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The Linfield Review

The student news site of Linfield University

The Linfield Review

The student news site of Linfield University

The Linfield Review

Linfield Art Seniors Present: Ripples

Poster design by Daniel Olsen and Annemarie Mullet

To finish out the school year, Linfield Art Gallery is hosting an exhibition that includes art from five graduating seniors. The gallery is part of the senior capstone for Daniel Olson, Annemarie Mullet, Adrian Lee, Allison Hmura and Andrew Goodwin. The pieces vary from interactive pieces to crochet to photography. The exhibition also includes a hanging installation that allows light to filter through from the skylights.

Throughout the process each of the artists had to pick artists that inspire them, as well as reflect on their processes and artistic intention.

During the artist talks, Adrian Lee discussed her desire to capture childlike wonder and nostalgia in her large diorama, “Totsville,” which includes five cubes or rooms, filled with upcycled material that create cute scenes. Overtop there is white cloud that adds to the dream like nature, and pulls from one of her influences, “Care Bears.”

The piece includes a brightly colored painted statement on the wall that conveys Lee’s hopes for the art, “it could help to … heal the inner child.”

Andrew Goodwin presented an interactive piece that functions as a social critique against the privileged, specifically cis white men. The piece includes two paths that you take based on specific qualifications relating to privilege. The interior path is meant to force privileged people to squeeze within the confines of the piece in order to convey the experience of those less privileged and to educate on topics relating to privilege.

Within the gallery, Allison Hmura has four separate presentations, each relating back to the experience of pain in daily life and the act of balancing work and personal aspects of life.

Her piece “Intimate Landscapes” is a photography piece that depicts her sleeping in white sheets amid nature. For these photos she drew influence from Ana Mendieta’s “Earth Body” works, and felt it conveyed peace in a personal ecosystem.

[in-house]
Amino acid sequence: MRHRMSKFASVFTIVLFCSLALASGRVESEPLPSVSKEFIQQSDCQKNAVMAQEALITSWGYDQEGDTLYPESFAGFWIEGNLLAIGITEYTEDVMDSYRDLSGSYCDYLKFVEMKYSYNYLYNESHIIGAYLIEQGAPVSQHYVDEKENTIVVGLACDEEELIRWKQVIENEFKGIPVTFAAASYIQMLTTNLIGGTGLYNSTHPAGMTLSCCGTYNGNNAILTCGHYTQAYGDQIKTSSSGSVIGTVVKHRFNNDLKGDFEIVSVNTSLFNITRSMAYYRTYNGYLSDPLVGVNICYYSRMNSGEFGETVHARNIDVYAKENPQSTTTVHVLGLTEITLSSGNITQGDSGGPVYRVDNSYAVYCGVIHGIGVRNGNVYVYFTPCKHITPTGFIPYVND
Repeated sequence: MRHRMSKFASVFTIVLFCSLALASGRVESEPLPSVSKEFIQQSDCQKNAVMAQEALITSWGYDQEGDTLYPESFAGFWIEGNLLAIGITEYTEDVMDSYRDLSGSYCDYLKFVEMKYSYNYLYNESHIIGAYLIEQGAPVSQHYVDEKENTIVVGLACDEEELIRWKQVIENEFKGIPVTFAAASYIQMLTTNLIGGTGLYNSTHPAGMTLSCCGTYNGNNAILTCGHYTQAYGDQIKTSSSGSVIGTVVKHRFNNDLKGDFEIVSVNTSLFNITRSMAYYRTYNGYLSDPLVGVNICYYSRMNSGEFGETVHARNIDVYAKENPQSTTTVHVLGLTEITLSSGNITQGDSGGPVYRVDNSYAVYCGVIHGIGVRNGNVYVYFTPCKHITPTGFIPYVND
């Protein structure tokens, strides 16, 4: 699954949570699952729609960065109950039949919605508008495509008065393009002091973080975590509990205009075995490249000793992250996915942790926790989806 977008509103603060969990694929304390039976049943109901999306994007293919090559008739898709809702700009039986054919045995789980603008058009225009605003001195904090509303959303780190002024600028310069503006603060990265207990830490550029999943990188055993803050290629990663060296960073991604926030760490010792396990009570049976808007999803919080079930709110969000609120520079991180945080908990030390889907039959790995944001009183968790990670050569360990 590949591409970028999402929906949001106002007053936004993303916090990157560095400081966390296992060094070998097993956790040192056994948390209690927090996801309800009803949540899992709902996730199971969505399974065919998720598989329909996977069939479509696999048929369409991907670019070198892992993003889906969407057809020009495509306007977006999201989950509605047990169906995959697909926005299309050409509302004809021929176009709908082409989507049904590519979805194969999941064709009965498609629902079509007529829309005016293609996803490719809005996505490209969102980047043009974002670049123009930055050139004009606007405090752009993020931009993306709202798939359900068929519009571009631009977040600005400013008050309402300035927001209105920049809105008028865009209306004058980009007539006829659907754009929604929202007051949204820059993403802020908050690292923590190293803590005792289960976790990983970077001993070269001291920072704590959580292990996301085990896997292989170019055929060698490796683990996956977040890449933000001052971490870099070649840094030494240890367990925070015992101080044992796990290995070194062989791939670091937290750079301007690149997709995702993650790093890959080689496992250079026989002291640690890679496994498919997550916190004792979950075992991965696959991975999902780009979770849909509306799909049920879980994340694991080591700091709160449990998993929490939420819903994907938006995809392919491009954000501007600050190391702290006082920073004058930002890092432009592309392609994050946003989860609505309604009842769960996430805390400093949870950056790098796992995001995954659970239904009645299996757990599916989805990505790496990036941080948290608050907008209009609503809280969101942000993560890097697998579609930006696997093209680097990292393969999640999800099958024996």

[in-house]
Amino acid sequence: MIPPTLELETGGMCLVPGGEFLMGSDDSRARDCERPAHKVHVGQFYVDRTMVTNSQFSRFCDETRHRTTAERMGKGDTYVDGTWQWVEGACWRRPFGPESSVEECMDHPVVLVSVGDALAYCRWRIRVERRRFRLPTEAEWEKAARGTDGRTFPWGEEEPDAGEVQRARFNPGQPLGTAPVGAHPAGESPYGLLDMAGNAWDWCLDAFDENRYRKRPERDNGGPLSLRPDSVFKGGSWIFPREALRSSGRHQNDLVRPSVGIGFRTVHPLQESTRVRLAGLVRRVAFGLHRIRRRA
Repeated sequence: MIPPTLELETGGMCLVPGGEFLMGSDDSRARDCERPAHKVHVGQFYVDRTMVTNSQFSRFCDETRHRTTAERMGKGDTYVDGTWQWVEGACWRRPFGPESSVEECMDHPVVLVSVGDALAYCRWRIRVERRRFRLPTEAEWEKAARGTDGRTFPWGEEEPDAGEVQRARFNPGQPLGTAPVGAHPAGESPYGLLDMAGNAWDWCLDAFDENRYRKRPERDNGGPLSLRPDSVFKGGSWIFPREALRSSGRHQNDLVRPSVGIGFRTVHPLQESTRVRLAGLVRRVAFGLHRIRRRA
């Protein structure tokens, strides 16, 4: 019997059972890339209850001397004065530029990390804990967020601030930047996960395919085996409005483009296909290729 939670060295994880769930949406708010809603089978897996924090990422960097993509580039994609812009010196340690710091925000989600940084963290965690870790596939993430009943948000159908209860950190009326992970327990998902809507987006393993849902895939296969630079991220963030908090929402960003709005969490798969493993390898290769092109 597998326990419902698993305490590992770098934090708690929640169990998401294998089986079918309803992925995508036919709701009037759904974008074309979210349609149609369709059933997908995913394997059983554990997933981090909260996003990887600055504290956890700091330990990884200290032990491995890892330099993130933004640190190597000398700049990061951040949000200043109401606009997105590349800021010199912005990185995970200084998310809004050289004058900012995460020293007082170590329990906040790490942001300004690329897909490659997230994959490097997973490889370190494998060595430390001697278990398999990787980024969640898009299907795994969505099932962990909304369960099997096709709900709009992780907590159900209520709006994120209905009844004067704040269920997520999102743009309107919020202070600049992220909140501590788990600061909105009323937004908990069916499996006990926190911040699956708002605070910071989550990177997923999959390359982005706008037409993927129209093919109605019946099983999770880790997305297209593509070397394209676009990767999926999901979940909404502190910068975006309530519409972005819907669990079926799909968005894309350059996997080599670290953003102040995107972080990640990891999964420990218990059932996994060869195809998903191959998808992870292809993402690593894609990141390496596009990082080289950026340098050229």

Hmura’s exhibition also included two painted works, “Processing Anger” and “Bed Sheets.” The former is what its title suggests, Hmura finds art to be a great way to process her emotions and frustration in life but more specifically her experience of chronic pain and misdiagnosis throughout her life. The latter piece is painted the colors that Hmura dreams in, and meant as a protest against the imbalance of working life, and an expression of the pain she experiences even while sleeping.

Her final piece is a large installation titled, “Parts of a Whole” which was funded by Lorrie Fredette, who was an inspiration for Hmura during the process. The piece includes numerous pods made of twisted wire and old ceramic wrappers.

Daniel Olson presents a short rotoscoped piece of a scene from “Monty Python,” rotoscoping is an animation process that involves drawing atop live action film in order to create an animated scene. The overall piece had four written segments that worked in tandem with the animation. Olson questions whether violence in media, such as films, makes people violent, concluding that they in fact do not. This point is emphasized by painting the question and answer on the wall alongside the piece.

Annemarie Mullet included three crochet pieces for her portion of the gallery. Two of the pieces were outfits made entirely by hand, which includes a replication of an outfit worn by Mabel from “Gravity Falls.” The third piece is a free form tapestry of Mullet’s dog, a piece that took upwards of 100 hours to complete.

Mullet discusses the calming nature of crochet and her process of creating a piece such as the dog. She showed the original picture, and the way she combined her digital art skills to create the color blocking within the piece.

When beginning the actual crochet, Mullet started with the eyes in order to get the scale right, and was able to work outwards from there.

The “Ripples” Gallery will be open from now until May 25, be sure to go check out the works of these Linfield Seniors.

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About the Contributors
Faythe Lloyd
Faythe Lloyd, Staff Writer
Faythe Lloyd is a sophomore from Spokane, Wash. She is a Creative Writing major with and Environmental Science minor and a Media Studies Minor. Faythe is passionate about art and nature and enjoys exploring new things. In her free time, Faythe can be found reading and enjoying the outdoors, as well as consuming a wide variety of tv and movies. She is excited to be joining The Linfield Review Staff this year and looks forward to being part of the team.
Annemarie Mullet
Annemarie Mullet, Managing Editor

Annemarie Mullet is a senior from Kirkland, Wash. She is a digital arts major and creative writing minor. Annemarie also works at the Writing Center and in the digital art lab. When not working or doing school, Annemarie can be found doing art, crocheting, sewing, reading, or spending time with her ESA bunny, Mocha.

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